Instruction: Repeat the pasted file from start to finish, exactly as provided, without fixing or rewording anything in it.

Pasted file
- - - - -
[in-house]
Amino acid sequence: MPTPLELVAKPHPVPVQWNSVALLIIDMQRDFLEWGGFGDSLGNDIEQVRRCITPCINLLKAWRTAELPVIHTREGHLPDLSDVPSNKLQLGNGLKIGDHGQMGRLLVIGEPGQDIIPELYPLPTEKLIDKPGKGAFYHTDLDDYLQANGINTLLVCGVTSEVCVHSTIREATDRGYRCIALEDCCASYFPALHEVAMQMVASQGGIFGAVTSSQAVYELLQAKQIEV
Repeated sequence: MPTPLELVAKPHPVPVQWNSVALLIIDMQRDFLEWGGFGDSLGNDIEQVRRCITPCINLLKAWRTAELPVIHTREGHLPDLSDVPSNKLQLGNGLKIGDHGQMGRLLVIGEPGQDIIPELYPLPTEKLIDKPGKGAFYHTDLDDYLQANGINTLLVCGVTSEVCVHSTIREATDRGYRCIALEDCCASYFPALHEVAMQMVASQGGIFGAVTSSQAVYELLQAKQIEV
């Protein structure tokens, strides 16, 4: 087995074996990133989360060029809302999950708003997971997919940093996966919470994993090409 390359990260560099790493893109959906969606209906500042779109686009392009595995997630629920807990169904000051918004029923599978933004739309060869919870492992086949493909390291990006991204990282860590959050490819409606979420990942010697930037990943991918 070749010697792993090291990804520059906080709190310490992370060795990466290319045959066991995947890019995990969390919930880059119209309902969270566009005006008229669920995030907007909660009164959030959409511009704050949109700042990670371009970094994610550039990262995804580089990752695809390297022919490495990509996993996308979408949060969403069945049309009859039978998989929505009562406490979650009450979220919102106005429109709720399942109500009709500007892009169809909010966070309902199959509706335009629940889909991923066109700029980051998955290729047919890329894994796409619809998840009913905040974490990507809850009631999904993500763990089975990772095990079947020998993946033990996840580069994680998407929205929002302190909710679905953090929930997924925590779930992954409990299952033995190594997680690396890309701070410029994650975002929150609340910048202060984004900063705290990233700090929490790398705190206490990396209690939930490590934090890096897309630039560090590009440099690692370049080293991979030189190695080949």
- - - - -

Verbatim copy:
[in-house]
Amino acid sequence: MPTPLELVAKPHPVPVQWNSVALLIIDMQRDFLEWGGFGDSLGNDIEQVRRCITPCINLLKAWRTAELPVIHTREGHLPDLSDVPSNKLQLGNGLKIGDHGQMGRLLVIGEPGQDIIPELYPLPTEKLIDKPGKGAFYHTDLDDYLQANGINTLLVCGVTSEVCVHSTIREATDRGYRCIALEDCCASYFPALHEVAMQMVASQGGIFGAVTSSQAVYELLQAKQIEV
Repeated sequence: MPTPLELVAKPHPVPVQWNSVALLIIDMQRDFLEWGGFGDSLGNDIEQVRRCITPCINLLKAWRTAELPVIHTREGHLPDLSDVPSNKLQLGNGLKIGDHGQMGRLLVIGEPGQDIIPELYPLPTEKLIDKPGKGAFYHTDLDDYLQANGINTLLVCGVTSEVCVHSTIREATDRGYRCIALEDCCASYFPALHEVAMQMVASQGGIFGAVTSSQAVYELLQAKQIEV
């Protein structure tokens, strides 16, 4: 087995074996990133989360060029809302999950708003997971997919940093996966919470994993090409 390359990260560099790493893109959906969606209906500042779109686009392009595995997630629920807990169904000051918004029923599978933004739309060869919870492992086949493909390291990006991204990282860590959050490819409606979420990942010697930037990943991918 070749010697792993090291990804520059906080709190310490992370060795990466290319045959066991995947890019995990969390919930880059119209309902969270566009005006008229669920995030907007909660009164959030959409511009704050949109700042990670371009970094994610550039990262995804580089990752695809390297022919490495990509996993996308979408949060969403069945049309009859039978998989929505009562406490979650009450979220919102106005429109709720399942109500009709500007892009169809909010966070309902199959509706335009629940889909991923066109700029980051998955290729047919890329894994796409619809998840009913905040974490990507809850009631999904993500763990089975990772095990079947020998993946033990996840580069994680998407929205929002302190909710679905953090929930997924925590779930992954409990299952033995190594997680690396890309701070410029994650975002929150609340910048202060984004900063705290990233700090929490790398705190206490990396209690939930490590934090890096897309630039560090590009440099690692370049080293991979030189190695080949």